Doctors should not join physician lobby groups which aim to increase or maintain spending on healthcare.
Recommendations for Patients
To the extent that each patient can afford to do so, patients should buy catastrophic (i.e. high deductible) insurance and pay for routine care themselves.
Retirees should not join lobby groups which aim to increase or maintain spending on Medicare.
The national tide appears to be favoring taking ever more dollars and options away from patients and giving them to insurance companies or to the government. This promises to worsen the problems we learned about in the previous sections. Treating patients as customers is the only path forward.
“Facts are stubborn things; and whatever may be our wishes, our inclinations, or the dictates of our passions, they cannot alter the state of facts and evidence.”
— John Adams
Notes and Sources:
I owe much of my understanding of how insurance companies and doctors could function in free markets and how the healthcare marketplace has been corrupted to an article written in 2001 by Milton Friedman, the Nobel laureate economist, How to Cure Healthcare. Though its conclusions may not be popular I have not seen its ideas convincingly refuted. I recommend the article to anyone who wants a more detailed understanding of the economics of American healthcare.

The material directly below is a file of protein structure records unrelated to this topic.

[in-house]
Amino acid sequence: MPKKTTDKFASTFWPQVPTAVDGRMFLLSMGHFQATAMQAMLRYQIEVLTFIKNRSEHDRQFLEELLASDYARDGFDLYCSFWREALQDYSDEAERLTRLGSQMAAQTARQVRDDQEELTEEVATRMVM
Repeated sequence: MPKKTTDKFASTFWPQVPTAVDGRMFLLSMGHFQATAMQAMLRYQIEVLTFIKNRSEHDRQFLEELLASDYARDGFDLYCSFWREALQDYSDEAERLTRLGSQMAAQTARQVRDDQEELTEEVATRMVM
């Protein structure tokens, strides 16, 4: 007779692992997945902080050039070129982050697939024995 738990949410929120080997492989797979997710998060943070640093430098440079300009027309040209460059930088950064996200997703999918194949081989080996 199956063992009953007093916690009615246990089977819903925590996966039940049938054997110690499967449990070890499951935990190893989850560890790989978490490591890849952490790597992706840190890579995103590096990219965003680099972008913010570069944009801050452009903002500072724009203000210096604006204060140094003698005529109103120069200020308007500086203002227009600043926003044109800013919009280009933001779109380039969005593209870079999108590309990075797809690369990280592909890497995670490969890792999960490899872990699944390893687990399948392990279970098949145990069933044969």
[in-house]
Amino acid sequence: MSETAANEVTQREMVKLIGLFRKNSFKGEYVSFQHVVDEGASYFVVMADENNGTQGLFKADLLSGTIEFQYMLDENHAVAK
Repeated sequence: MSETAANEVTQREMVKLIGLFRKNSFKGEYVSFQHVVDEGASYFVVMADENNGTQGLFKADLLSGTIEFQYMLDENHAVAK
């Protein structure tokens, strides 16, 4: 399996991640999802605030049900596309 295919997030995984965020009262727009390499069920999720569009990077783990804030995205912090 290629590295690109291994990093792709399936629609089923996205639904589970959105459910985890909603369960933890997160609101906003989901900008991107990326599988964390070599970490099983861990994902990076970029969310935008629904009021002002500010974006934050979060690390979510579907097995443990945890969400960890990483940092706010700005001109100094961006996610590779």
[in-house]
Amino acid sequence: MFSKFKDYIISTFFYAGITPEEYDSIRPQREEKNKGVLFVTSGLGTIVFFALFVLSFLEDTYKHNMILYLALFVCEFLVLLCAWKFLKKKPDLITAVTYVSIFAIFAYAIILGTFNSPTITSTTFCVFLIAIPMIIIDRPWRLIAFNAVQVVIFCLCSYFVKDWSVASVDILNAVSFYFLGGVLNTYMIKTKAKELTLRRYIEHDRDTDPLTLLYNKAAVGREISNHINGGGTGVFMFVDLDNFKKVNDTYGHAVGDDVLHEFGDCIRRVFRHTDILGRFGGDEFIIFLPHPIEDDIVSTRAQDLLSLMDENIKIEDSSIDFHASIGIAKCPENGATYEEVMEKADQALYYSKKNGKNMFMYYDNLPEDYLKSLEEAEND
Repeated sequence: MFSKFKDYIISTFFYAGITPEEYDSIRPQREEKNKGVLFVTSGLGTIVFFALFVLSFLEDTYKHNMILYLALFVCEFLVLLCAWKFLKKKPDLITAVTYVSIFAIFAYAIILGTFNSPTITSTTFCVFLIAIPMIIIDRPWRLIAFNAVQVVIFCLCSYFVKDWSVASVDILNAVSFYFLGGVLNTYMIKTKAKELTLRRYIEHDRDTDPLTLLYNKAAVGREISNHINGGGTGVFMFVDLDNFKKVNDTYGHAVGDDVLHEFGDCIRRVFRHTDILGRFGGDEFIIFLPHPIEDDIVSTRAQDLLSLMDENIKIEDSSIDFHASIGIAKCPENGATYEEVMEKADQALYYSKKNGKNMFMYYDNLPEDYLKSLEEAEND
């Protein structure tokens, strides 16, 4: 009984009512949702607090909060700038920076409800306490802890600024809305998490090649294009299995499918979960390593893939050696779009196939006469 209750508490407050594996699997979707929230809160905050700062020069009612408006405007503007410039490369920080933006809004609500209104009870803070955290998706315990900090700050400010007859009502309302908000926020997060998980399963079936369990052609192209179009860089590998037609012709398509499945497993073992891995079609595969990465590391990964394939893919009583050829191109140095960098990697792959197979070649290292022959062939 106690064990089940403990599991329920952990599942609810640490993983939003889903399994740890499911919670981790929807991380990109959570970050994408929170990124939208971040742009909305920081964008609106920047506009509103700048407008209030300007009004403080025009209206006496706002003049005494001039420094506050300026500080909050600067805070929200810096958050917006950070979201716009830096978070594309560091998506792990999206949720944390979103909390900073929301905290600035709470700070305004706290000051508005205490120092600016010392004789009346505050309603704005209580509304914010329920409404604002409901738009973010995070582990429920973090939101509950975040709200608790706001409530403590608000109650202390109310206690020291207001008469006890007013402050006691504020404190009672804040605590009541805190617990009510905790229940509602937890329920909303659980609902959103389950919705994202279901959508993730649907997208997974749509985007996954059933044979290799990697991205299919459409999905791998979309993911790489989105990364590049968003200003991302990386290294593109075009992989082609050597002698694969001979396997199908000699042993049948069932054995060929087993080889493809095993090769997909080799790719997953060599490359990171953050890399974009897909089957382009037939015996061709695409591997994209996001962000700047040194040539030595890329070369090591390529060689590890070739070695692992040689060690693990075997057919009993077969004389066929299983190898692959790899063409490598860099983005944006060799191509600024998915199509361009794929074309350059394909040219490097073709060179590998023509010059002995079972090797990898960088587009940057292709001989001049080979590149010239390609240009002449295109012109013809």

A more thorough description of the American healthcare system and how to fix it is in Dr. David Gratzer’s book The Cure: How Capitalism Can Save American Health Care which I reviewed two years ago.
The fact (in Part III) that Medicare costs doubled every four years between 1966 and 1980 is found on the Wikipedia article on Medicare which has some other important but little-known facts about Medicare.
You can learn more about the effects of Massachusetts’ universal health insurance program in this Wall Street Journal Health Blog post: As Insurance Coverage Increases, ERs Get Busier and in this Wall Street Journal editorial: National Health Preview, The Massachusetts debacle, coming soon to your neighborhood.
Posting will be on hiatus for two weeks and will resume the week of July 13.